The RBES Vision document for Livermore says that cleanup efforts will be abandoned except where there is imminent offsite migration of a contaminant plume - at levels considered unsafe by the state and federal EPA - into the surrounding residential, agricultural and commercial areas.

At the Lab's main site this would mean violating the law and turning off facilities that are already built and operating onsite to clean soil and groundwater. The legally binding Record of Decision for the main site specifies that DOE will clean up groundwater both on and offsite and so, for example, VOCs are currently being cleaned up both on and offsite to a concentration of 5 parts per billion. Remediation facilities located near the center of the Lab's main site are treating contamination "hot spots" in the groundwater, and are treating contaminated soil as well in order to prevent pollutants from migrating.

Under the RBES Vision, because onsite pollution will be allowed to migrate into the water and polluted groundwater will be allowed to migrate to the fence line, these present day cleanup activities would be terminated.

Additionally, Jessie's "vision" extends for 20 years only. That is the planning parameter imposed by the RBES approach. Forget that prior estimates say real cleanup will take longer. Just clean up less and walk away sooner.

Tracy's site 300 has its own deadly broth that includes radioactive tritium, uranium-238, toxic heavy metals, high explosive compounds, chemicals, rocket fuel, and some of the worst volatile organic compound spills in the country.

The RBES Vision for site 300 is downright scary! Like the Livermore main site, after 20 years all cleanup bets are off. Also, similar to the main site, contaminants will be allowed to migrate and pollute pristine water freely. The only time cleanup will be required is when these poisons are poised to move offsite and only if there is a regulated level for the pollutant and the regulated level for that pollutant will be exceeded.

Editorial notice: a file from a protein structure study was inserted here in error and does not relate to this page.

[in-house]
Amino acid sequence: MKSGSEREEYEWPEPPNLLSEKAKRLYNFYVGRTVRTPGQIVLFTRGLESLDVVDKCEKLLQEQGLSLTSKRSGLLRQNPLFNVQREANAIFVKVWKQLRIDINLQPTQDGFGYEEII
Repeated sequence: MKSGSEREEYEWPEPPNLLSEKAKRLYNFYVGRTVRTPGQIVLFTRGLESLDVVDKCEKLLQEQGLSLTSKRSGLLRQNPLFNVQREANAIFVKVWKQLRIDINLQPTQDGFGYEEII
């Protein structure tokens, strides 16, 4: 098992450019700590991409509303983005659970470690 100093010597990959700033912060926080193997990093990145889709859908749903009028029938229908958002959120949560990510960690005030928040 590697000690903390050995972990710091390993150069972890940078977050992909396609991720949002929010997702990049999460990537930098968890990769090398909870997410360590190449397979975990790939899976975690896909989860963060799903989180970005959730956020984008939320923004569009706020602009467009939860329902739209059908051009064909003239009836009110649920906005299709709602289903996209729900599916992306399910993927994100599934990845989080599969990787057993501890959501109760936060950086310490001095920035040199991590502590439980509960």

At site 300, the final Record of Decision for the site has not been completed, and the Interim ROD does not set cleanup levels. However, the Lab has promised the community and the state and federal regulators that the final cleanup standards would be at least as stringent as federal standards and possibly more stringent in order to comply with State Water Resources Control Board Resolution 92-49. This Resolution specifies that all polluted ground water be cleaned up to restore water quality to background concentrations whenever feasible.

At this time, the cleanup strategy for Site 300 includes evaluating the feasibility of attaining background water quality. It is crucial that the DOE and Lab stick with this effort and the commitment made to the community - not abandon it in favor of the RBES "Vision."

The RBES Vision is part of a public relations campaign called "accelerated cleanup." DOE advertises it as saving money and saving time. Both types of savings are, in a narrow sense, true. When you reduce the standards and the level to which you are cleaning up, you do save time and money. In essence, however, communities pay by accepting a polluted environment and elevated health risks.